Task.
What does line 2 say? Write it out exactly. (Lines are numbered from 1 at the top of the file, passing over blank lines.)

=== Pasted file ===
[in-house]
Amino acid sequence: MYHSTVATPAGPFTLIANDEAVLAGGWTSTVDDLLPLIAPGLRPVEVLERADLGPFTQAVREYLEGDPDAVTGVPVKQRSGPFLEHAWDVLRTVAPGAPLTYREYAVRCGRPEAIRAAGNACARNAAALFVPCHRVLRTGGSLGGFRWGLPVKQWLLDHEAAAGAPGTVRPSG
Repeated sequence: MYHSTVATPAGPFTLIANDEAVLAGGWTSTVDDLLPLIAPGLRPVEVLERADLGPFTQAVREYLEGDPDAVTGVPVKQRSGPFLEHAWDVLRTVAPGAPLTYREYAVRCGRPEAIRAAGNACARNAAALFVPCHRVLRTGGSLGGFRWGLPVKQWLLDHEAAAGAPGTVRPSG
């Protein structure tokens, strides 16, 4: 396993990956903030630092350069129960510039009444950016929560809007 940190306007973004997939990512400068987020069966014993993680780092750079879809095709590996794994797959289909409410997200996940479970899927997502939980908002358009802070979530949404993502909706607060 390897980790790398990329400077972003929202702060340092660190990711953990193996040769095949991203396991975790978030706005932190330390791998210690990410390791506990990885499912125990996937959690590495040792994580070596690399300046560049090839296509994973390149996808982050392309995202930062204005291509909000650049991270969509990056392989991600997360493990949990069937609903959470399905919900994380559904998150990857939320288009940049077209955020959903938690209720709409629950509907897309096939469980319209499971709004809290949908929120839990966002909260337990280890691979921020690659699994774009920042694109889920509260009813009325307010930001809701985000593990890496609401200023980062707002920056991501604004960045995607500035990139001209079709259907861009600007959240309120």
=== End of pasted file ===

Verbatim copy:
Amino acid sequence: MYHSTVATPAGPFTLIANDEAVLAGGWTSTVDDLLPLIAPGLRPVEVLERADLGPFTQAVREYLEGDPDAVTGVPVKQRSGPFLEHAWDVLRTVAPGAPLTYREYAVRCGRPEAIRAAGNACARNAAALFVPCHRVLRTGGSLGGFRWGLPVKQWLLDHEAAAGAPGTVRPSG